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Landmark Sol Plaatje University Library and Student Resources Building wins prestigious Fulton Award

Sol Plaatje University Library Building. Photo credits to designworkshop

Sol Plaatje University Library and Student Resources Building. Photo credits to designworkshop

20 June 2017 - The striking, origami-like roof of the Sol Plaatje University Library and Student Resources Building in Kimberley, Northern Cape, is both out of the ordinary but perfectly blended with surrounded buildings.

The engineering prowess involved in bringing this bold and original project to life pushed the boundaries of architectural and engineering design, requiring very high expectations from the concrete used to perform not only as a structural but also as an aesthetic material.

Fittingly, the Sol Plaatje University Library Building was announced as the winner of the 2017 Fulton Concrete Award in the ‘Buildings more than 3-Storeys’ category. The project also received a commendation in the ‘Architectural Concrete’ category at the prestigious biennial event which recognises excellence and innovation in the use of concrete. The Fulton Awards are widely considered as the ‘Oscars’ of the South African concrete industry.

The Sol Plaatje University Library Building went up against other notable award entries. Aurecon provided structural, civil, electrical, fire and wet services design for the project that started in May 2014 and is expected to be completed in December 2017.

“I would like to thank our client, the Sol Plaatje University, for giving the architect the brief of designing something amazing; Murray & Dickson Construction for submitting the project for an award as well as the entire project team who helped us bring this vision to life. Winning this award, especially considering all of the impressive nominees in the list, is a testament to what can be achieved when visionaries and problem solvers are aligned within a single project team,” says Heinrich Stander, Aurecon Structural Engineer and Technical Director.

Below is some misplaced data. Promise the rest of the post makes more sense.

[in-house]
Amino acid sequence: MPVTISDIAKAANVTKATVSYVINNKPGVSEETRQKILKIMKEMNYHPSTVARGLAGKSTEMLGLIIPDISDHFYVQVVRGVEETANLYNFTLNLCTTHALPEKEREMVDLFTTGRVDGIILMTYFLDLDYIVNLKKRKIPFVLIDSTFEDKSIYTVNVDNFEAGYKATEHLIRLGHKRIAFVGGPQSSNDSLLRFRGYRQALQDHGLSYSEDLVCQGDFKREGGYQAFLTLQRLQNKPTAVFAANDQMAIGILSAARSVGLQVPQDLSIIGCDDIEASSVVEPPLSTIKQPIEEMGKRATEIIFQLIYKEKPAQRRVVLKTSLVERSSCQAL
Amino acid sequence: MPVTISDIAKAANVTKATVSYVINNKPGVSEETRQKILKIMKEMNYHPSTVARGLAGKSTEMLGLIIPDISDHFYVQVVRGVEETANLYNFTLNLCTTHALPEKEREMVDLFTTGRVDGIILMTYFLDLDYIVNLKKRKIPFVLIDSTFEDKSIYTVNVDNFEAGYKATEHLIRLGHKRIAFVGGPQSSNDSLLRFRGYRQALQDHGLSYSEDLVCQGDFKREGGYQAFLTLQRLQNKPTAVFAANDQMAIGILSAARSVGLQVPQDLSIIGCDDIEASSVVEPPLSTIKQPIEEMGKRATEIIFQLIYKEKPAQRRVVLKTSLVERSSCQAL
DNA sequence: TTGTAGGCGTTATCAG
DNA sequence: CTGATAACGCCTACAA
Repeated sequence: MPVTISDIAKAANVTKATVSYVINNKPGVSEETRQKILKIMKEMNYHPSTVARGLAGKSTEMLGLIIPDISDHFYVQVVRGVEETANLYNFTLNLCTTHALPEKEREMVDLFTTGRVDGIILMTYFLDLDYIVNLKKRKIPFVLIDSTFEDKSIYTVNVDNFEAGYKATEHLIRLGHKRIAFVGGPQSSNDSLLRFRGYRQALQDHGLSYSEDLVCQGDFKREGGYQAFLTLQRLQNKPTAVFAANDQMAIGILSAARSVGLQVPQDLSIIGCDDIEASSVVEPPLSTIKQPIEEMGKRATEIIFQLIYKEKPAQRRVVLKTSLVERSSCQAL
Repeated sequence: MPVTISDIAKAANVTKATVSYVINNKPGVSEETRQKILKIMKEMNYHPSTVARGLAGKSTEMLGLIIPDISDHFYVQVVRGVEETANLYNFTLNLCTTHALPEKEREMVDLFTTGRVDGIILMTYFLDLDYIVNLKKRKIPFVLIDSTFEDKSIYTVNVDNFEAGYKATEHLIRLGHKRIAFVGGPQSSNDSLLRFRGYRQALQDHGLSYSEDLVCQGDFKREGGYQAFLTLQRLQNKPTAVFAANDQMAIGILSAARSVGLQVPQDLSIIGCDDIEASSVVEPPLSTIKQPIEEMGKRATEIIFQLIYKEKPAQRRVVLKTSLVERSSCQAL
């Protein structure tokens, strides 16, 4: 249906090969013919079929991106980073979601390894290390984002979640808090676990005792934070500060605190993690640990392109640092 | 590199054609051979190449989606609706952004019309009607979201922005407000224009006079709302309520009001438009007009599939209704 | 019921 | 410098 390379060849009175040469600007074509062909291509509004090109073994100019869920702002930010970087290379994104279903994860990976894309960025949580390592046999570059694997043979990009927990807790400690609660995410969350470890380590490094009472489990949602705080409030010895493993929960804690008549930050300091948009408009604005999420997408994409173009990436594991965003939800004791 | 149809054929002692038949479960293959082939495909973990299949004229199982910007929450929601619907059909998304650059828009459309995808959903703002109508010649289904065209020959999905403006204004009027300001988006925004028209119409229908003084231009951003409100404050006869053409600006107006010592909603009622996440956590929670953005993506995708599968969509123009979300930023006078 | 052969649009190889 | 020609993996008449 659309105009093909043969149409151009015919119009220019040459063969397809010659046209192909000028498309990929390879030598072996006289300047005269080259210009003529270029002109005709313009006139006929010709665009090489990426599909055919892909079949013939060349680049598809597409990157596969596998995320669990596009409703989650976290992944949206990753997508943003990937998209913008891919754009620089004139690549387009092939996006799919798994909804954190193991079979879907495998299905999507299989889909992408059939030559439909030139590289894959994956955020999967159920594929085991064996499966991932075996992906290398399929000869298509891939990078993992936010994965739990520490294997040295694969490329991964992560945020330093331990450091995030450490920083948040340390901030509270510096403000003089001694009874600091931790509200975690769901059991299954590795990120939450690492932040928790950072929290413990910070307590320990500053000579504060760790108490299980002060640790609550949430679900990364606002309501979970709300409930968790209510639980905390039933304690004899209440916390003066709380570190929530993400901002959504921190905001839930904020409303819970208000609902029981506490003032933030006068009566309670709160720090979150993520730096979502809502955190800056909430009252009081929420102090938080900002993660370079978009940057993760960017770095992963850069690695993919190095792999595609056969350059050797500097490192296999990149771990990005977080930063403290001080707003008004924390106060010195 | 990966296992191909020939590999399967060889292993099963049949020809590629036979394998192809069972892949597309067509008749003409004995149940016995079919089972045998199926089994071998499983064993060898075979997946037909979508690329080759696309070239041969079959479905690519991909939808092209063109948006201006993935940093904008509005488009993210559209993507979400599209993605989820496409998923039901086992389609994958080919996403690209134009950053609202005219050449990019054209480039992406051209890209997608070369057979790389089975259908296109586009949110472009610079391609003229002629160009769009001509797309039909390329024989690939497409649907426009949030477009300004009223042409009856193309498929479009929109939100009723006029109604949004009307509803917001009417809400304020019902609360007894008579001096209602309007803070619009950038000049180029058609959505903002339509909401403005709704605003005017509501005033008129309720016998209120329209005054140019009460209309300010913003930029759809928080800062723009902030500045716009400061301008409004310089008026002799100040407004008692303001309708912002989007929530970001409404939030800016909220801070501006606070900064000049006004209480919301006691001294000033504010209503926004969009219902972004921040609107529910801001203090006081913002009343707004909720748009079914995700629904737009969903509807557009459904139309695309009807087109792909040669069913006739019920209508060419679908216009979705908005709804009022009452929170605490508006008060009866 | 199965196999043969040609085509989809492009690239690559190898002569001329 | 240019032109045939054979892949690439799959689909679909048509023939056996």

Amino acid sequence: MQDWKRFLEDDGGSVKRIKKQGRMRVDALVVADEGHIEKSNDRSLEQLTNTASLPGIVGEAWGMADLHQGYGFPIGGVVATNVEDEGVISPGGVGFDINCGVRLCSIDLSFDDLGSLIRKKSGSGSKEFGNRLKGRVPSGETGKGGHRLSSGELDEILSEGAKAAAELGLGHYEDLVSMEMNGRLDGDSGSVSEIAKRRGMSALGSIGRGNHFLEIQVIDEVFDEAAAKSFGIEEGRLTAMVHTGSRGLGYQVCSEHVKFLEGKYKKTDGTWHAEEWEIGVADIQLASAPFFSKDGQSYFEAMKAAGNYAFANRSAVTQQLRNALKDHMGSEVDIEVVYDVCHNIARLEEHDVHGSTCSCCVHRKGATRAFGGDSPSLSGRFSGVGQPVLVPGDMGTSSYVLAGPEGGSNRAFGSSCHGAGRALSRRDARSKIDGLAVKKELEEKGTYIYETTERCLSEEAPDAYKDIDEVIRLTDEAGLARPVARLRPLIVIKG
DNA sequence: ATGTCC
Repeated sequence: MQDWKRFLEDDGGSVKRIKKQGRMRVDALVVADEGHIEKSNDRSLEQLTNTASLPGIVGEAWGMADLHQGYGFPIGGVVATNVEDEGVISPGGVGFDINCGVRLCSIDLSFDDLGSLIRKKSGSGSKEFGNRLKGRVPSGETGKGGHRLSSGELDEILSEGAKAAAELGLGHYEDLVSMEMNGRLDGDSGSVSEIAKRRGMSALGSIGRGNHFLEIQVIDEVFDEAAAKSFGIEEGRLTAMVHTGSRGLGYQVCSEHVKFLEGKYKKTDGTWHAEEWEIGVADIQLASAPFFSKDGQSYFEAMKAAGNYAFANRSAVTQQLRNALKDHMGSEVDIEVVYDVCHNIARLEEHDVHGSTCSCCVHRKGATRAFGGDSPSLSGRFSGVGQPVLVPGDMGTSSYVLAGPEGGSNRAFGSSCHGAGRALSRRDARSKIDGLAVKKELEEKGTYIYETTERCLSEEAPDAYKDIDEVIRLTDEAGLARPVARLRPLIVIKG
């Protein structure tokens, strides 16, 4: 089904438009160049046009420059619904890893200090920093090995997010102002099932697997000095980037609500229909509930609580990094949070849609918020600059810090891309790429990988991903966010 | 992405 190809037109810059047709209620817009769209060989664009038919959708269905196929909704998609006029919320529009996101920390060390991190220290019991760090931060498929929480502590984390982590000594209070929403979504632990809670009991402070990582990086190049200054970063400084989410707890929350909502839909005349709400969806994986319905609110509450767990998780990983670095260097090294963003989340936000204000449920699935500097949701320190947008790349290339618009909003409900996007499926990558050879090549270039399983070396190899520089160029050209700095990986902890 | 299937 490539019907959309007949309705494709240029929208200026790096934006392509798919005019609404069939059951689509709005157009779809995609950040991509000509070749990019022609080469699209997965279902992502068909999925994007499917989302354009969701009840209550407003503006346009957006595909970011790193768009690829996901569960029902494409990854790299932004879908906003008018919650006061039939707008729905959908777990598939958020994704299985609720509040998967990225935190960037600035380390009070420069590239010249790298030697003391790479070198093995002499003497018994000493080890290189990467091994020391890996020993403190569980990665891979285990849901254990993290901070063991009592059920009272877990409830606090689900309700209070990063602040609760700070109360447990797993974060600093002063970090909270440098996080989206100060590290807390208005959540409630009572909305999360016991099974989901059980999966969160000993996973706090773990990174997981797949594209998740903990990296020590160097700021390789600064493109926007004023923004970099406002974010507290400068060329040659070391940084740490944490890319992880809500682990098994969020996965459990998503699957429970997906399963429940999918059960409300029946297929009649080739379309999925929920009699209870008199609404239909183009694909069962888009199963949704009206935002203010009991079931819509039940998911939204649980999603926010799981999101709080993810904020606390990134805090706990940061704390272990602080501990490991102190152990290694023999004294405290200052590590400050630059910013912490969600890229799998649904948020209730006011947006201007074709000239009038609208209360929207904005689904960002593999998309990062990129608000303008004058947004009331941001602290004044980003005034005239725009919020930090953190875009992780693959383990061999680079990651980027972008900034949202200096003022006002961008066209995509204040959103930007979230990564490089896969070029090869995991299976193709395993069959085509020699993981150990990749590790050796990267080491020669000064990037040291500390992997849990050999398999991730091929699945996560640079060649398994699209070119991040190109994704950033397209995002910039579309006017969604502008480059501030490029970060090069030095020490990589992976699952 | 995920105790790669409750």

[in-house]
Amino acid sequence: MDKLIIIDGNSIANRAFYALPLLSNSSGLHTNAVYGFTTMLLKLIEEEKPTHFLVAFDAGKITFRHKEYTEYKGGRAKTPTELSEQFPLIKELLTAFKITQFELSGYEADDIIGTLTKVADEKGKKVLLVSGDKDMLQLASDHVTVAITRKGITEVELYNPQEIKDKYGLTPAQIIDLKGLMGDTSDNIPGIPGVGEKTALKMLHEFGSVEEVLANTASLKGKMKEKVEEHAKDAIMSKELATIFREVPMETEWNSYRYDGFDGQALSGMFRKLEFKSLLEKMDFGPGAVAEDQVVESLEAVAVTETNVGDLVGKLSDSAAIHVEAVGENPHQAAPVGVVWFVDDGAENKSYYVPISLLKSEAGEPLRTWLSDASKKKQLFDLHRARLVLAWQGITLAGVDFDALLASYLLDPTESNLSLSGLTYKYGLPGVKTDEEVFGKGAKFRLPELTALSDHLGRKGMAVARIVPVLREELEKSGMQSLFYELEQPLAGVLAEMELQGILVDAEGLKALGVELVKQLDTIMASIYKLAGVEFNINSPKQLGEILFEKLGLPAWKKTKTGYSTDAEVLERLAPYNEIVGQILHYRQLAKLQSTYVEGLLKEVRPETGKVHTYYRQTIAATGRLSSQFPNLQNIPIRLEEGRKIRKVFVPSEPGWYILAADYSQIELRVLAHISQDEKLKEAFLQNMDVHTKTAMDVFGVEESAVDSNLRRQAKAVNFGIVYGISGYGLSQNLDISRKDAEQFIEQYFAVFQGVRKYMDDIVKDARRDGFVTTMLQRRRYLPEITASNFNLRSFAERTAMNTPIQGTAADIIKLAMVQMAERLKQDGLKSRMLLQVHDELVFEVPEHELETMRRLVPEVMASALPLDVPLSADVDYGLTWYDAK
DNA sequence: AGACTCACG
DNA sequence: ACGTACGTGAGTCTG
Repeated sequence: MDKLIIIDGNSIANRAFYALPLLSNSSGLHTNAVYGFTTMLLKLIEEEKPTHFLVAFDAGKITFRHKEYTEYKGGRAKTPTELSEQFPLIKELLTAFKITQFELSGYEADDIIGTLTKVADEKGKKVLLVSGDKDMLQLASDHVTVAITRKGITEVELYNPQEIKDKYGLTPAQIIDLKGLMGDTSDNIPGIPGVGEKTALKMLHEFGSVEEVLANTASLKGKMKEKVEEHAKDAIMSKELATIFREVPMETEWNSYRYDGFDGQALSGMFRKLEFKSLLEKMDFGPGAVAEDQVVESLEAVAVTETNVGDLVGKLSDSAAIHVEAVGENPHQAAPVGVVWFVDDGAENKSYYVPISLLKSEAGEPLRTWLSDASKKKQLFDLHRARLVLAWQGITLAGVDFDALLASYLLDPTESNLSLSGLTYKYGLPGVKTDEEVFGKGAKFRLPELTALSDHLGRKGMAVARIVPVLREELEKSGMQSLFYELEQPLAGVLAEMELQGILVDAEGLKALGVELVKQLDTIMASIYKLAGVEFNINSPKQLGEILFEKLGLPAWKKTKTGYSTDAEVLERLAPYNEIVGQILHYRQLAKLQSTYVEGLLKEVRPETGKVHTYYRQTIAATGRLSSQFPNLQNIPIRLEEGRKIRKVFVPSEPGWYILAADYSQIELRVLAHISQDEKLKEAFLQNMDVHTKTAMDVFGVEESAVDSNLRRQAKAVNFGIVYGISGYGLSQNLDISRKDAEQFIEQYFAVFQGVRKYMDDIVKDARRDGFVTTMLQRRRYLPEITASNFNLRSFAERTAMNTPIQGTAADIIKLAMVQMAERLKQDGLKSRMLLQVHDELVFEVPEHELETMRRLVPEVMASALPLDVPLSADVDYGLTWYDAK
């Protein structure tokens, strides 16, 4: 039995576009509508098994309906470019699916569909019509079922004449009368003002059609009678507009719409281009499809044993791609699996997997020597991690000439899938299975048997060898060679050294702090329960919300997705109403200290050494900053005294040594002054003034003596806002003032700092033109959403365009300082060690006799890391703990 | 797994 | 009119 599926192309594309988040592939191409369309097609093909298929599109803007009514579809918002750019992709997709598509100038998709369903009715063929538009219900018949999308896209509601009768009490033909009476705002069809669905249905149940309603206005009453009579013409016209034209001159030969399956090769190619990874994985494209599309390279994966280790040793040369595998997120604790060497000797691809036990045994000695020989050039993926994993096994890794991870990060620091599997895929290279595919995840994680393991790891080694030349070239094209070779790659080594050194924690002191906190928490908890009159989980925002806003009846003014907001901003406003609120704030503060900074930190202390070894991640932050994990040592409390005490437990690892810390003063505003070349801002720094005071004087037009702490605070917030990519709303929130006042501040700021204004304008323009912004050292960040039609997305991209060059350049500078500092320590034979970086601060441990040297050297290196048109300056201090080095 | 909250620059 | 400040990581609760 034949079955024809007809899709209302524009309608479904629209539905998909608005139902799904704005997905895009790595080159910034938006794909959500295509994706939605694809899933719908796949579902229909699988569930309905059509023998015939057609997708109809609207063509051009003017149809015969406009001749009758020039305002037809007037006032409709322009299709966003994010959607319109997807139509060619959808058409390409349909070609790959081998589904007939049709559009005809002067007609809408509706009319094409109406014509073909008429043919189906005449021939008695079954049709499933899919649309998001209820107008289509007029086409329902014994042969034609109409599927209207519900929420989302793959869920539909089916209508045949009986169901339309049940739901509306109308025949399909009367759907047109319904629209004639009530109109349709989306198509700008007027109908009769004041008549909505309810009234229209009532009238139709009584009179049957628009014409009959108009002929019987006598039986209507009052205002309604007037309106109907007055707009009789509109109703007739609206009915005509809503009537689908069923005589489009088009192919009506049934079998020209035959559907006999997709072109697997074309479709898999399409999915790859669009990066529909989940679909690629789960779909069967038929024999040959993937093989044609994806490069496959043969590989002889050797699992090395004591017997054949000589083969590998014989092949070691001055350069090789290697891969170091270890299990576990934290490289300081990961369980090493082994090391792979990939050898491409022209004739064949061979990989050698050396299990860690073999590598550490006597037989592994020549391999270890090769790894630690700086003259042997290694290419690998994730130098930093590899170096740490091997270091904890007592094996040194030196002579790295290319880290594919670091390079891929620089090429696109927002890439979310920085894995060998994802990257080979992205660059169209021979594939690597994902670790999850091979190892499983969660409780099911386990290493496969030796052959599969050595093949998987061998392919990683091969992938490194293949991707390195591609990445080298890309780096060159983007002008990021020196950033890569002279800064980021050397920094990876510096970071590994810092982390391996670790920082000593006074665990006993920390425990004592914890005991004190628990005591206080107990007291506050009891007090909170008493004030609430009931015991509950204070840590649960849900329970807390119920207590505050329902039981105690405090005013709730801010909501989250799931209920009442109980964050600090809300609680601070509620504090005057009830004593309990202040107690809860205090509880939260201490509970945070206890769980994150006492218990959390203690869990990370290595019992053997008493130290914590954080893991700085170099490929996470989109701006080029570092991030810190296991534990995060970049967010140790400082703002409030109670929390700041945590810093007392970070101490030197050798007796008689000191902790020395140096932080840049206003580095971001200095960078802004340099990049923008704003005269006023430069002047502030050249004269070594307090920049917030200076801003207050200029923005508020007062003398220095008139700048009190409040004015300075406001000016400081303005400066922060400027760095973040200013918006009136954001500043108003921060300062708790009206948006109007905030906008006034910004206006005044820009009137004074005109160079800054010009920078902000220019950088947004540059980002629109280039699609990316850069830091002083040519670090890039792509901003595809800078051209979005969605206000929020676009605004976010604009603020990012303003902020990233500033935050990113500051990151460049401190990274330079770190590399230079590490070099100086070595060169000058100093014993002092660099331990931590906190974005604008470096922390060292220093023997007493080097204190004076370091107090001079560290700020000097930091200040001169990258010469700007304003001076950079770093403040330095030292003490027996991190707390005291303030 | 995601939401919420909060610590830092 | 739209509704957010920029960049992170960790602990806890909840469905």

The Library is draped in a continuous concrete shell, which takes on a strong angular diamond-like shape. Each roof corner of the building is at a different level, which corresponds with the neighbouring building tying the overall precinct together as the focal point of the central campus. The diamond shape of the building is reminiscent of the diamond mining history of the city.

Designing a floating concrete façade for a diamond-shaped building

One of the key structural elements of the project is the library’s floating façade. The integrated external skin of the building blends the walls with an origami-like roof which is functionally, structurally and technically independent from its inner building core.

“The floating façade walls are a unique feat of this project. The slenderness, finish of the material, eccentric steel supports and the precision that the number of cast-in elements needed, required considerable research and out-of-the-box thinking from our team,” says Stander.